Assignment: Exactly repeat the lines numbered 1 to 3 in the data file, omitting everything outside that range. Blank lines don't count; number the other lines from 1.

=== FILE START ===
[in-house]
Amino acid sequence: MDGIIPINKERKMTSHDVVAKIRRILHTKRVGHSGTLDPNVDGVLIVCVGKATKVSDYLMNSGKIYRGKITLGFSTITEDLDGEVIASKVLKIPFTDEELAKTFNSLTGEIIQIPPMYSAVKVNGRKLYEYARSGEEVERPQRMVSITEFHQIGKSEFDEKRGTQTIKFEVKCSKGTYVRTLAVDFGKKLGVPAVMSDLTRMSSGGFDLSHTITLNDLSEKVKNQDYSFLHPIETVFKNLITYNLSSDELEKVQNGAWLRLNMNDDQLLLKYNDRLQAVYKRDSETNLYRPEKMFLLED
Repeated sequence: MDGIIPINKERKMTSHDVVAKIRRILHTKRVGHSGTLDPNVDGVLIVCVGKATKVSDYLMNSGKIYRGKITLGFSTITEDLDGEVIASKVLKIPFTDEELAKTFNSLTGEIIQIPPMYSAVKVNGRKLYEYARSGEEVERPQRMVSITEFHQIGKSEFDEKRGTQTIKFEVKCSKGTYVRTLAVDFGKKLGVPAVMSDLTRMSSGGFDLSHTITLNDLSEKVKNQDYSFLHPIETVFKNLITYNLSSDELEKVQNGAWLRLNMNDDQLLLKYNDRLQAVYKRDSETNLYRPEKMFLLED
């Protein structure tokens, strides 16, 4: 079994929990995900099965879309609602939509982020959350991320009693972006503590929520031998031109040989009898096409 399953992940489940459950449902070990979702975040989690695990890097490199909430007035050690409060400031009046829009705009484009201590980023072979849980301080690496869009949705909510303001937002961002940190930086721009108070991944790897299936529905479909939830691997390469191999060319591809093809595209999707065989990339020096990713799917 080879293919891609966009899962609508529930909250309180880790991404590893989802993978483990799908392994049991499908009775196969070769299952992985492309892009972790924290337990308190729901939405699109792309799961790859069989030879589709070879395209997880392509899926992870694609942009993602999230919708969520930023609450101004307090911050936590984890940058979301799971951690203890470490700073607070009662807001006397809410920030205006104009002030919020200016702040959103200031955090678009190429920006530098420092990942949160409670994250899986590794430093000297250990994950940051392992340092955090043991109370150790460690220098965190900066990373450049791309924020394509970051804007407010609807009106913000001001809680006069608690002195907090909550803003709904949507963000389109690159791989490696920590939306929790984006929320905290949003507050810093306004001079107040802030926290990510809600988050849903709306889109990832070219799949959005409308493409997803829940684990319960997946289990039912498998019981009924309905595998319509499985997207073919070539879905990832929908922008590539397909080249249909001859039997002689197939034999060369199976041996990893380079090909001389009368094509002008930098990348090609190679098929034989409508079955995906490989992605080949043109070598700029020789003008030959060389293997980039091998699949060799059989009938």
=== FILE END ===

[in-house]
Amino acid sequence: MDGIIPINKERKMTSHDVVAKIRRILHTKRVGHSGTLDPNVDGVLIVCVGKATKVSDYLMNSGKIYRGKITLGFSTITEDLDGEVIASKVLKIPFTDEELAKTFNSLTGEIIQIPPMYSAVKVNGRKLYEYARSGEEVERPQRMVSITEFHQIGKSEFDEKRGTQTIKFEVKCSKGTYVRTLAVDFGKKLGVPAVMSDLTRMSSGGFDLSHTITLNDLSEKVKNQDYSFLHPIETVFKNLITYNLSSDELEKVQNGAWLRLNMNDDQLLLKYNDRLQAVYKRDSETNLYRPEKMFLLED
Repeated sequence: MDGIIPINKERKMTSHDVVAKIRRILHTKRVGHSGTLDPNVDGVLIVCVGKATKVSDYLMNSGKIYRGKITLGFSTITEDLDGEVIASKVLKIPFTDEELAKTFNSLTGEIIQIPPMYSAVKVNGRKLYEYARSGEEVERPQRMVSITEFHQIGKSEFDEKRGTQTIKFEVKCSKGTYVRTLAVDFGKKLGVPAVMSDLTRMSSGGFDLSHTITLNDLSEKVKNQDYSFLHPIETVFKNLITYNLSSDELEKVQNGAWLRLNMNDDQLLLKYNDRLQAVYKRDSETNLYRPEKMFLLED